More than 60,000 people pack into a sun-kissed Wanda Metropolitano to see Spanish giants Atletico Madrid take on Barcelona. Nothing unusual, here. Until, that is, the names of those down on the pitch are read aloud: Vicky, Silvia, Carmen, Marta. The vast crowd was in attendance for a women’s game, the most highly attended ever in European football.
The news came the same week Barclays announced an unparalelled sponsorship deal with England’s Women’s Super League (WSL) worth a reported €12 million over the next three years. In December, Ada Hegerberg become the first recipient of a women’s Ballon D’or, a prize previously only awarded to the best player in the men’s game. This summer France will host a Women’s World Cup expected to break audience records.
Interest in women’s football has never been higher. So why are the numbers of fans actually attending games in Germany and across Europe dwindling?
The reality is different
"More than 60,000 spectators at a women’s game in Spain is clearly a positive step but that was just a one off," Stephan Schmidt, a spokesperson for Turbine Potsdam, one of the most successful clubs in German women’s football, told DW. "The day to day reality is quite different and we’re actually seeing a dramatic decline in the number of fans coming to watch matches."
Schmidt doesn’t believe the World Cup is likely to have a long term impact on attendance figures, which have fallen 25 percent at Turbine over the past five years, regardless of how well Germany fare.
"Five years ago, we could expect around 2,000 spectators at home games but the figure has dropped to around 1,500 per game this season," he said. "If Germany go far in the Women's World Cup then it’s possible those numbers will increase, but a quick boost doesn’t really help anyone. It needs to be sustained over a longer period to be of benefit to the league."
It’s a similar story right across Germany, where numbers are plummeting regardless of on-field success. Wolfsburg’s women’s team, reigning Bundesliga champions and back-to-back winners of the Women’s Champions League in 2013 and 2014, have also seen crowds leaving in droves.
Five years ago, Wolfsburg were drawing in average crowds of around 2,400 per league game. That figure is now around 1,300; a 42 percent drop in average gate figures.
Bayern Munich Women, meanwhile, have seen numbers stay pretty much the same, with an average increase of just 97 spectators at games over the last five years. A paltry figure, and one which owes more to the men's side than the women, according to Schmidt.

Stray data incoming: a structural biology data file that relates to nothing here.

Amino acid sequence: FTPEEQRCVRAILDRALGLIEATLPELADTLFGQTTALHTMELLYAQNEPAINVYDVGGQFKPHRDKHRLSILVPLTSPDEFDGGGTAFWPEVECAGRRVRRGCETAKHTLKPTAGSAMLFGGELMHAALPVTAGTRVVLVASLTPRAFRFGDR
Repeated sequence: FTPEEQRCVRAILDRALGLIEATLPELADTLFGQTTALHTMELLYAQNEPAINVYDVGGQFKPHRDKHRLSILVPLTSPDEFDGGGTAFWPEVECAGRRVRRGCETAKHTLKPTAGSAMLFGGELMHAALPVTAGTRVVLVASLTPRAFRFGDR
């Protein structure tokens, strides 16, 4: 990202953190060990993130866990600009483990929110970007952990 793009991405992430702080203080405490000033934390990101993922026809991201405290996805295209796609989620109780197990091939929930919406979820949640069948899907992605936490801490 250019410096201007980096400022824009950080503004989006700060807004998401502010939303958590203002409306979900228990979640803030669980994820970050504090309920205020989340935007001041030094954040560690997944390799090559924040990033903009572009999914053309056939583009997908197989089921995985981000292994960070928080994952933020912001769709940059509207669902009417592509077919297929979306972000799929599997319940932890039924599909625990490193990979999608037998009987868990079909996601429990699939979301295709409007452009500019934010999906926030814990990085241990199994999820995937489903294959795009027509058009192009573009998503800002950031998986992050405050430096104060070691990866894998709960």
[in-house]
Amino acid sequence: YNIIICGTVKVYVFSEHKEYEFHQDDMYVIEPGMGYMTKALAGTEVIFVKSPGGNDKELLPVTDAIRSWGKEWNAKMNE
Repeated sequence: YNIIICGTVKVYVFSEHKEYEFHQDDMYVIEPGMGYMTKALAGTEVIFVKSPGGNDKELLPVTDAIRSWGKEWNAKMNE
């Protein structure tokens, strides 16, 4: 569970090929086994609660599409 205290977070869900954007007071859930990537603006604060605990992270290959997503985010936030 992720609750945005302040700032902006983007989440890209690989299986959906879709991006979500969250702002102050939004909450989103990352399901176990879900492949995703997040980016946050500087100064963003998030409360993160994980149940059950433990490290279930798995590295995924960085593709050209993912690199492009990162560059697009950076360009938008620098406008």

"Bayern benefit from the huge popularity of their men’s team," he explained. "If fans can't attend an FC Bayern game, for whatever reason, they can go and see a women’s game."
European wide issue
It’s not just Germany either, other nations have struggled to maintain matchday attendances despite great strides in other areas of the women’s game.
In France, Lyon, widely-regarded as the best women’s team in Europe and winner of three Champions League titles in a row between 2015 and 2018, have seen average gates nosedive since five years ago, from more than 4,500 in 2013-14 to fewer than 1,000 this campaign. Montpellier’s gate has dropped 49 percent, Guingcamp's, 35 percent.
Matchday figures are also falling across the board in Spain and Italy, with the Spanish clash between Atletico and Barcelona appearing even more of an anomaly when taking regular league gates into account.
England buck the trend
England’s WSL is one of the only major European footballing leagues not experiencing this decline. Chelsea Ladies, the reigning champions, have seen average crowds rise almost 75 percent across the past five years, from 503 in 2013-14 to 1,965 this. Manchester City have seen their average gate rise 40 percent, to just over 1,600 in 2018-19. It’s a pattern repeated across the league.
"Women's football is really making strides in this country," Daniel Ferguson, Women's Marketing Manager at the WSL, told DW. "More matches are being shown on TV and we're seeing huge investment in the game both from sponsors and men's clubs."
"The WSL is teaching clubs to market themselves better so they can capitalize on the increased awareness. Focusing on the right groups is key; girls between the ages of seven and 15 who play football and are likely to maintain a long term interest in the game."
Unsurprisingly, Ferguson is less pessimistic about the effects this summer's World Cup could have on attendances.
"We're hoping this tournament will cause women's football to explode into the mainstream," he said. "We saw a 33 percent increase in attendances immediately after the 2015 World Cup and, if England go far this summer, it could be ever bigger this year. We want to build on that success and inspire the next generation of girls to get involved ahead of Euro 2021, which is being played on home soil."
As interest around women's international football rises, the WSL is aiming to channel that interest into its domestic leagues. Focusing on key demographics and improving the matchday experience at women's games is key to this and rival nations should take note.
While there's no denying women's football is growing in myriad ways, reaching new audiences globally and inspiring more young women than ever to join local clubs, figures from across the continent cast a concerning light on the state of the game on professional domestic level.
Grumblings about the pay gap between male and female footballers are well founded given the extremity of the disparity, but many believe things aren't going to change until fans can be persuaded to put their hands in their pockets for domestic league matches.
Sellouts and 60,000 crowds are a nice headline. But until things improve for clubs across Europe on a weekly basis, that seems to be all they are.